From wanax to βασιλεύς: a consideration of the development of the wielding of Greek power and authority from the Late Bronze Age into the Early Iron Age, 1400-800 BC
thesisposted on 28.03.2022, 17:30 authored by Samantha Mills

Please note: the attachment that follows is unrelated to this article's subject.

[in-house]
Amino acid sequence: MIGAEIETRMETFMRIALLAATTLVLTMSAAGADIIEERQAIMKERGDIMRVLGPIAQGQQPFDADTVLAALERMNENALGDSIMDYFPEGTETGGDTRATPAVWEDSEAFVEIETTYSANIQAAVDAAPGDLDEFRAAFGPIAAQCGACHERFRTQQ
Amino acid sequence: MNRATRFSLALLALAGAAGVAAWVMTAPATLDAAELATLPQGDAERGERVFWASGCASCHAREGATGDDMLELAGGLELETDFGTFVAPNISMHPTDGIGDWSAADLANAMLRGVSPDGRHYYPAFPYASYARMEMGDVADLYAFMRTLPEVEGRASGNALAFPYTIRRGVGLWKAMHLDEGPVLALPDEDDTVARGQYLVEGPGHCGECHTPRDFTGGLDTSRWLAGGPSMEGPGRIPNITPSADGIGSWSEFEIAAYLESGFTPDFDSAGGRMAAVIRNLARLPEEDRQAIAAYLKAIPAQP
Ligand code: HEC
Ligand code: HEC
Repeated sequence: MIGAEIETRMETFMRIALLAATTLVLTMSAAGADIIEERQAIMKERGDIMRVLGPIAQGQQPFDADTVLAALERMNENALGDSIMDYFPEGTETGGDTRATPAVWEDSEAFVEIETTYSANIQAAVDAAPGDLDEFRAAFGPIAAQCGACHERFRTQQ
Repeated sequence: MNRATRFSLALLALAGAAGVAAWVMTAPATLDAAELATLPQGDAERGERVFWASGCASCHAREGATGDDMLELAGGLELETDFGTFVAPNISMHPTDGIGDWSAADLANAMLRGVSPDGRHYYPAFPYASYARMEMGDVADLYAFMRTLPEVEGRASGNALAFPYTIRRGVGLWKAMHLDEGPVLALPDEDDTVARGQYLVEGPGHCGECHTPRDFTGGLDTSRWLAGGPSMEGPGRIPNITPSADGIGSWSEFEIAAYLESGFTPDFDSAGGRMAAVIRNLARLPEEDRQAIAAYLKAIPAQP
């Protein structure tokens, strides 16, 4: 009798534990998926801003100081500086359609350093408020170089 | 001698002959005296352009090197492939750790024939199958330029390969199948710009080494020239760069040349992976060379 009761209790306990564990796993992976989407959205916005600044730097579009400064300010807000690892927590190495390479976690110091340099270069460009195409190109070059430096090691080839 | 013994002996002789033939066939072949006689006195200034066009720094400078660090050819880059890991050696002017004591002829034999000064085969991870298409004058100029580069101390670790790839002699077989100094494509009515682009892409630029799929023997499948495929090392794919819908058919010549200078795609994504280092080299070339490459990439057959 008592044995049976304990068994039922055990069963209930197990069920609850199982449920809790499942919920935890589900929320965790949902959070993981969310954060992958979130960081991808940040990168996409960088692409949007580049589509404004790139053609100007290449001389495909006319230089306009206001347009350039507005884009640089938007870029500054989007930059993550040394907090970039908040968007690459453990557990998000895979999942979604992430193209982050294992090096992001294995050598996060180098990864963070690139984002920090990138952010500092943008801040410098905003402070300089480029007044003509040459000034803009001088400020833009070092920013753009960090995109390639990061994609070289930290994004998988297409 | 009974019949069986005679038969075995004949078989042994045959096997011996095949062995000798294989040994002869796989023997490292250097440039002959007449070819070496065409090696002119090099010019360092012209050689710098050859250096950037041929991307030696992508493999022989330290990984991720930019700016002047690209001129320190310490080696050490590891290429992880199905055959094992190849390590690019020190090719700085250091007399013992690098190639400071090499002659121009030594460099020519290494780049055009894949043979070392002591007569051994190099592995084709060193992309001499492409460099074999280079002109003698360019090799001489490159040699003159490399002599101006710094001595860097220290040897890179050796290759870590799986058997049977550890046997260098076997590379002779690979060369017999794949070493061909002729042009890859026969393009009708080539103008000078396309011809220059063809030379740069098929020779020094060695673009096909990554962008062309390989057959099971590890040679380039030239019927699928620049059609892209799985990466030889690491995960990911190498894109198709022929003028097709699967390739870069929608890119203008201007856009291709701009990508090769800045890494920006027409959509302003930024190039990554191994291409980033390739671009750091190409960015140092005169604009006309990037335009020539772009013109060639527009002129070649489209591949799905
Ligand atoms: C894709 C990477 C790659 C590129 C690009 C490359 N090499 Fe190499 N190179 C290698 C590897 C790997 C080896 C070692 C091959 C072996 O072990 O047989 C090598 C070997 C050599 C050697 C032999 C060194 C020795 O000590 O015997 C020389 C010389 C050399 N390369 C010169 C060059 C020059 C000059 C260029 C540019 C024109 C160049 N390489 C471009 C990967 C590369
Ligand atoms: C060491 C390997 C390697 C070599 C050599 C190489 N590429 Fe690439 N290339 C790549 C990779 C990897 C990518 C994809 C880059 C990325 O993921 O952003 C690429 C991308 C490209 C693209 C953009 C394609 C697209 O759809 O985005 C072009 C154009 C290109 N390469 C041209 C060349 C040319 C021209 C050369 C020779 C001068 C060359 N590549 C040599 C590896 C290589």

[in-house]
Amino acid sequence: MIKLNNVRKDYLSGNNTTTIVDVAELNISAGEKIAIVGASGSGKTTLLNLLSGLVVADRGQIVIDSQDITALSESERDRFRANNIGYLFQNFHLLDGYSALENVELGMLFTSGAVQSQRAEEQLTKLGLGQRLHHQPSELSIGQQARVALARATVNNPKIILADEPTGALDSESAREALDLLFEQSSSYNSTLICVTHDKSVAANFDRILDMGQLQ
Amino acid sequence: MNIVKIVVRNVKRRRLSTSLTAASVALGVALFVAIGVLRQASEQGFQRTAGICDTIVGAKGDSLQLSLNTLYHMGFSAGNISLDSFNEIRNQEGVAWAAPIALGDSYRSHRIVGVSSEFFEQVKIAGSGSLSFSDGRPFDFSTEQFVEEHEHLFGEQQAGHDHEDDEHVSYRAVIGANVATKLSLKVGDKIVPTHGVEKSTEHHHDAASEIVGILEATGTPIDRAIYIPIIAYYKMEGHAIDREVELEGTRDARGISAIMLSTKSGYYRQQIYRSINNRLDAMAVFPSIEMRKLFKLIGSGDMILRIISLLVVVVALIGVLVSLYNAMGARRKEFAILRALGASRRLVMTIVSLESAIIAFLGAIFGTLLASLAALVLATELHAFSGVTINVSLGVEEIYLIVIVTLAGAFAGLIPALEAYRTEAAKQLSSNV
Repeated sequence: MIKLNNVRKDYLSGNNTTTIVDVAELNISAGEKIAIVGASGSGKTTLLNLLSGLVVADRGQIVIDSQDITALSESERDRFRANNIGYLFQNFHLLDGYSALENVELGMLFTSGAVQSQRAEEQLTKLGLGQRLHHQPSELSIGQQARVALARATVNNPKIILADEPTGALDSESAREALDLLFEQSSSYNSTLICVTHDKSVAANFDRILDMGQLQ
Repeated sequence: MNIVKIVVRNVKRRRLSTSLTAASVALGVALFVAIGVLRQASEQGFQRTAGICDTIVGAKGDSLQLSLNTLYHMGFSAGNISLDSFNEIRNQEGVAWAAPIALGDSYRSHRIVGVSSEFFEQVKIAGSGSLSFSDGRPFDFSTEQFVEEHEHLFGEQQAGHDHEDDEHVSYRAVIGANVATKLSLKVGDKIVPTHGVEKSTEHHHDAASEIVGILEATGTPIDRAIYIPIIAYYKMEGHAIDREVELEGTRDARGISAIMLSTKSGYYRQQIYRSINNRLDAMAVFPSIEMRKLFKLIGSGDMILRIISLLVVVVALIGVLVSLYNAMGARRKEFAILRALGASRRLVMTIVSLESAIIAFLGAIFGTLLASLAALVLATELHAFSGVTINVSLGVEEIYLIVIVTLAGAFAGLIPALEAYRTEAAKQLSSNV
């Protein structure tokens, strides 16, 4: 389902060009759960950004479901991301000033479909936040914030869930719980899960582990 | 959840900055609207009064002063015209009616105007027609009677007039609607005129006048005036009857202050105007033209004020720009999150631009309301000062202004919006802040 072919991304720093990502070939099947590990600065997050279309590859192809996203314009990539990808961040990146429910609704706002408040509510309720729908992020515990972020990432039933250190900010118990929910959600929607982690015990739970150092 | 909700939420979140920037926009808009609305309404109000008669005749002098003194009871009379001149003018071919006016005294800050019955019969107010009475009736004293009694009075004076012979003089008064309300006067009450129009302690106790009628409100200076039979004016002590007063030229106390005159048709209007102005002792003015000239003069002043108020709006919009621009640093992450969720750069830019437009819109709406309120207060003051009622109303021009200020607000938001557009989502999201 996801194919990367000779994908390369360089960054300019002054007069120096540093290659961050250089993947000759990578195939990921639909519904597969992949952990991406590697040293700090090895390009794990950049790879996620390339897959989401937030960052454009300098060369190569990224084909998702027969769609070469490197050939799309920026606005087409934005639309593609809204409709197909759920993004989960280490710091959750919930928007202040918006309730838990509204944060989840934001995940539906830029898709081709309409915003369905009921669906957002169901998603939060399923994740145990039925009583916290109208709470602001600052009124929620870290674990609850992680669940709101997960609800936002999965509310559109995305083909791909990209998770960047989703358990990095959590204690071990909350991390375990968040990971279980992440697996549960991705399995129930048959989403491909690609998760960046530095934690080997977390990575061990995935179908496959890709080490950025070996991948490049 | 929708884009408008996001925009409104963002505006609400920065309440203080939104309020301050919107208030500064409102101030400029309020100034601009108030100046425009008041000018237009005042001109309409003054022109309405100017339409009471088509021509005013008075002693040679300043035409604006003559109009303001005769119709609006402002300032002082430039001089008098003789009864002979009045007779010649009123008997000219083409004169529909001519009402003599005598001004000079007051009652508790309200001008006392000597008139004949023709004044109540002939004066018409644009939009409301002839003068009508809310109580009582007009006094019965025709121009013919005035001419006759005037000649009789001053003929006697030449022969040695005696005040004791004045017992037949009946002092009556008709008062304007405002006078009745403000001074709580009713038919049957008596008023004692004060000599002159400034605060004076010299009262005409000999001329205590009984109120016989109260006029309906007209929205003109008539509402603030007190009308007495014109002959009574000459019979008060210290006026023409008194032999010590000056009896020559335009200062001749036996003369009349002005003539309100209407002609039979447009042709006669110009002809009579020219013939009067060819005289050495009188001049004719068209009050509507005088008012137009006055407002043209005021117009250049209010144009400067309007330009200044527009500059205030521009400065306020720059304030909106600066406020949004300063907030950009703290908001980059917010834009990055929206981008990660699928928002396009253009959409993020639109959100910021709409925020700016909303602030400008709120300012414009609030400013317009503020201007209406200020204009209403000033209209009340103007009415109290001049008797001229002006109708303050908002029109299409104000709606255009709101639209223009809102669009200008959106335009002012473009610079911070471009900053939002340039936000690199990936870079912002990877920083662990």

In the Late Bronze Age (LBA), the wanax was the central figure of Mycenaean society, around whom the palatial administration was organised. Archaeological and textual evidence of the LBA points towards a highly religious and social role of the wanax. However, after the palatial administration system collapsed at the end of the LH IIIB period, much of the Mycenaean social organisation and hierarchy disintegrated. It has been proposed that during the Early Iron Age (EIA), the Greek βασιλείς, who were likely the LBA qa-si-re-we, who held minor a chieftain position within the Mycenaean polities, emerged as the prominent authority figures. Previous scholarship constructed the role of the βασιλεύς from the term's usage in the Homeric epics. However, more recent excavations suggest that this figure fulfilled a role which is perhaps explained as that of a 'big-man' system. The big-men of the EIA depended on their ability to attract followers by offering security and resources. The EIA was also a period of great population movements, which may also be explained by the nature of big-men societies. It is the aim of this thesis to assess what the archaeological and literary evidence reveals of the different social constructs surrounding the maintenance of Greek authority in the LBA, LH IIIC, and EIA. In this way, this paper will hope to offer a clear analysis concerning the transition of power between 1400 and 900 BC.